There is no better time for women to experience the many benefits of bodywork than during pregnancy. A pregnant women’s body is challenged, changed and stressed in many ways. Discomforts such as stretching tendons and skin, weight gain, structural alignment changes, raging hormones, constricted organs and pressure on various body structures are a normal—albeit uncomfortable—part of pregnancy. Massage gives special attention to the mother-to-be, and also nurtures the new life growing within her. By helping her cope with all of the rapid body changes occurring, regular bodywork can help an expectant mother to have a more positive pregnancy and labor experience.

In addition to stress relief and relaxation, pregnancy massage encourages more efficient waste elimination, reduces muscle pain and discomfort, balances hormones, relieves headache and sinus congestion, reduces edema, and supports restful sleep. Your growing baby can also reap the benefits—massage increases circulation, which helps get nourishment to your baby more efficiently, as well as creates a soothing, quiet environment for mom and baby to bond with each other. Not feeling as happy about your body as you did pre-baby? Regular bodywork can help women who feel uncomfortable with their body image gain a new sense of self esteem and appreciation for their bodies, and can emotionally support women as their bodies (and hormones) change during pregnancy.

Massage is an excellent support and a refuge for your body and mind—as well as baby’s—as you make your monumental journey into motherhood!

Postpartum Massage

After labor and delivery of your newborn, your body is still going through significant changes. This healing process includes a rapid reduction in uterine size that may include mild to severe cramping. Your chest becomes enlarged, sore, and sensitive as the milk ducts go into production; your pelvic floor may be very sore from delivery. In addition, your GI tract may fluctuate in reaction to the tremendous changes to your abdomen such as regained space. Your abdominal muscles now relax and may be toneless—if your abdominal muscles have detached during labor, you may feel especially weak when attempting to sit up. With all the demands of motherhood, it's important the new mother takes time to heal herself and massage is one way to find that relief.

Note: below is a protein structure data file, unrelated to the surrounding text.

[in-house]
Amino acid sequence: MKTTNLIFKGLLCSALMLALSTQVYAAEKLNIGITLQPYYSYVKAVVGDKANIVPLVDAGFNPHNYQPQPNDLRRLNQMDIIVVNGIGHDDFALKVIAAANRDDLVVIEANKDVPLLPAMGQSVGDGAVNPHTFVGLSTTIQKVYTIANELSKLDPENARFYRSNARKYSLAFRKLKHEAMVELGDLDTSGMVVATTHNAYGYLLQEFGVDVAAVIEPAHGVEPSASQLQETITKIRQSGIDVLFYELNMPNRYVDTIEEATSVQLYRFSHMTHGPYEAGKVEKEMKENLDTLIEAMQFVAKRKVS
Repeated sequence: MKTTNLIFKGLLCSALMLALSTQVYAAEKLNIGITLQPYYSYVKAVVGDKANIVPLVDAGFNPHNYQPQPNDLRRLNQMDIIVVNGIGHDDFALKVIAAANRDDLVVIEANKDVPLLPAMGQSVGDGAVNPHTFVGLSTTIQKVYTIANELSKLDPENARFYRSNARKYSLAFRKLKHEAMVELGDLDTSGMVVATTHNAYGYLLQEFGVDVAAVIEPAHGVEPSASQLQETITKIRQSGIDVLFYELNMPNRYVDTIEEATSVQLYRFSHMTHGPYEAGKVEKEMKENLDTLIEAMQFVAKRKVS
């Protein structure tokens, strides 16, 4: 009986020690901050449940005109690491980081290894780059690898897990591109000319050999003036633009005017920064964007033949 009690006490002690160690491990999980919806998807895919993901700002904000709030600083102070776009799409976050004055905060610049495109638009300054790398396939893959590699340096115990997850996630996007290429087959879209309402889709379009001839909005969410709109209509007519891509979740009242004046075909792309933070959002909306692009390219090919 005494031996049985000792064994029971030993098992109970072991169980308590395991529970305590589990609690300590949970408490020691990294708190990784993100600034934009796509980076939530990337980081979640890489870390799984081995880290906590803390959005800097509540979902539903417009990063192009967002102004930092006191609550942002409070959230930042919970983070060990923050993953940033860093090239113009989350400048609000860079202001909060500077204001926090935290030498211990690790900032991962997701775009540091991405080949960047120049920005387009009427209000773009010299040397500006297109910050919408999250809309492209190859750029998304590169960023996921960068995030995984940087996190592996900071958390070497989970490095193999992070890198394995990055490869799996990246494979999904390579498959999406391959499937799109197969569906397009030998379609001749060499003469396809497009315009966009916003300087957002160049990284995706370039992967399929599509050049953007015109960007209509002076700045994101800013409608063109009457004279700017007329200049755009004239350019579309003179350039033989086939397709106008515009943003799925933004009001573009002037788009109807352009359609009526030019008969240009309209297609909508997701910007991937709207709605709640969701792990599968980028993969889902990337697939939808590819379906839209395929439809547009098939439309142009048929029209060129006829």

As a new mother’s body starts to revert to its pre-pregnancy status, or even undergoes additional changes brought on by surgical procedures or breastfeeding needs, women often begin disassociating with their physical self. Massage can bring you back to your body, allowing you to begin appreciating it and the hard work it's just been through. Postpartum massage can help to re-establish the structural integrity of the pelvis after birth, supports encourages milk letdown and supports healthy lactation and reduces stress hormones. Bodywork during the postpartum period can also aid in maintaining a healthy emotional state, preventing or alleviating postpartum depression. And massage is as good for baby as it is for mom—studies show infants receiving regular massage from their mothers gain weight faster, perform better on learning and development tests, and have less health problems such as colic, diarrhea and constipation and sleep pattern issues. Massaging your baby on a regular basis also serves as a simple way to reinforce the powerful bond between mother and baby. A massage therapist who specializes in infant massage can instruct new parents on how to massage their babies.